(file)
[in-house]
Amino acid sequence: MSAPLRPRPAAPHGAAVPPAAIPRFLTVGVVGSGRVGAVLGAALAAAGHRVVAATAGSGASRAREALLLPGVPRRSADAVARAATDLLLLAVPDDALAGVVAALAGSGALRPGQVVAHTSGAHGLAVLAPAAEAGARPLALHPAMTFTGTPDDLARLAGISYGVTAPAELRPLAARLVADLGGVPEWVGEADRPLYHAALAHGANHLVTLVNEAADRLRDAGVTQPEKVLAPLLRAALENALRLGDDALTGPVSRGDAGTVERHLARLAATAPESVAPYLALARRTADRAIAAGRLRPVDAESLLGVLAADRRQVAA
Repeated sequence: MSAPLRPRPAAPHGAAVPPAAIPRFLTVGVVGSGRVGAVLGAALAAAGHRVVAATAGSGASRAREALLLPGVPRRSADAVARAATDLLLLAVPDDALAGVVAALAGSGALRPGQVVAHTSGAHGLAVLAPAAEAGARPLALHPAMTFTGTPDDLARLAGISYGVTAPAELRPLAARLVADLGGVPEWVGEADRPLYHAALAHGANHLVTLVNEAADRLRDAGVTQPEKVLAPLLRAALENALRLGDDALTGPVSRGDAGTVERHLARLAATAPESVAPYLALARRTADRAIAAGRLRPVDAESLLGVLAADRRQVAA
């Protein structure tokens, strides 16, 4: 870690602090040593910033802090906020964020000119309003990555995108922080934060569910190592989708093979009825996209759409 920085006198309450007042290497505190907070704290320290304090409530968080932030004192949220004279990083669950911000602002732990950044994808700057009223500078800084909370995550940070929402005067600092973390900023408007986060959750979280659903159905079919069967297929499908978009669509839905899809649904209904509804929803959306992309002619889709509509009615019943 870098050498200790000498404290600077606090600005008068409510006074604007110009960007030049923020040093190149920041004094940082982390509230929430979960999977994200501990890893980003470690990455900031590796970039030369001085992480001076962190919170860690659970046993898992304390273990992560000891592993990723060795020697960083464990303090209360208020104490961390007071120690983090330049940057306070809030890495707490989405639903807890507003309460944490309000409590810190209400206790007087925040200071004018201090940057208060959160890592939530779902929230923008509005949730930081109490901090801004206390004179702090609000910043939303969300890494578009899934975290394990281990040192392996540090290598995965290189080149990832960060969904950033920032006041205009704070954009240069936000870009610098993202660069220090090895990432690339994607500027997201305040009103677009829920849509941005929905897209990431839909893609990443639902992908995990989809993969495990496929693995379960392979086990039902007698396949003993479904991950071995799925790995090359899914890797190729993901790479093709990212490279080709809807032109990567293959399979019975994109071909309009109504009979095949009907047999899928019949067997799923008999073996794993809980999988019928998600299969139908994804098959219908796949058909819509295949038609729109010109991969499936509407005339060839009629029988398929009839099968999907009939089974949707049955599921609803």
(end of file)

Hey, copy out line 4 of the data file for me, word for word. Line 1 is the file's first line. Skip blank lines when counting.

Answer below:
């Protein structure tokens, strides 16, 4: 870690602090040593910033802090906020964020000119309003990555995108922080934060569910190592989708093979009825996209759409 920085006198309450007042290497505190907070704290320290304090409530968080932030004192949220004279990083669950911000602002732990950044994808700057009223500078800084909370995550940070929402005067600092973390900023408007986060959750979280659903159905079919069967297929499908978009669509839905899809649904209904509804929803959306992309002619889709509509009615019943 870098050498200790000498404290600077606090600005008068409510006074604007110009960007030049923020040093190149920041004094940082982390509230929430979960999977994200501990890893980003470690990455900031590796970039030369001085992480001076962190919170860690659970046993898992304390273990992560000891592993990723060795020697960083464990303090209360208020104490961390007071120690983090330049940057306070809030890495707490989405639903807890507003309460944490309000409590810190209400206790007087925040200071004018201090940057208060959160890592939530779902929230923008509005949730930081109490901090801004206390004179702090609000910043939303969300890494578009899934975290394990281990040192392996540090290598995965290189080149990832960060969904950033920032006041205009704070954009240069936000870009610098993202660069220090090895990432690339994607500027997201305040009103677009829920849509941005929905897209990431839909893609990443639902992908995990989809993969495990496929693995379960392979086990039902007698396949003993479904991950071995799925790995090359899914890797190729993901790479093709990212490279080709809807032109990567293959399979019975994109071909309009109504009979095949009907047999899928019949067997799923008999073996794993809980999988019928998600299969139908994804098959219908796949058909819509295949038609729109010109991969499936509407005339060839009629029988398929009839099968999907009939089974949707049955599921609803």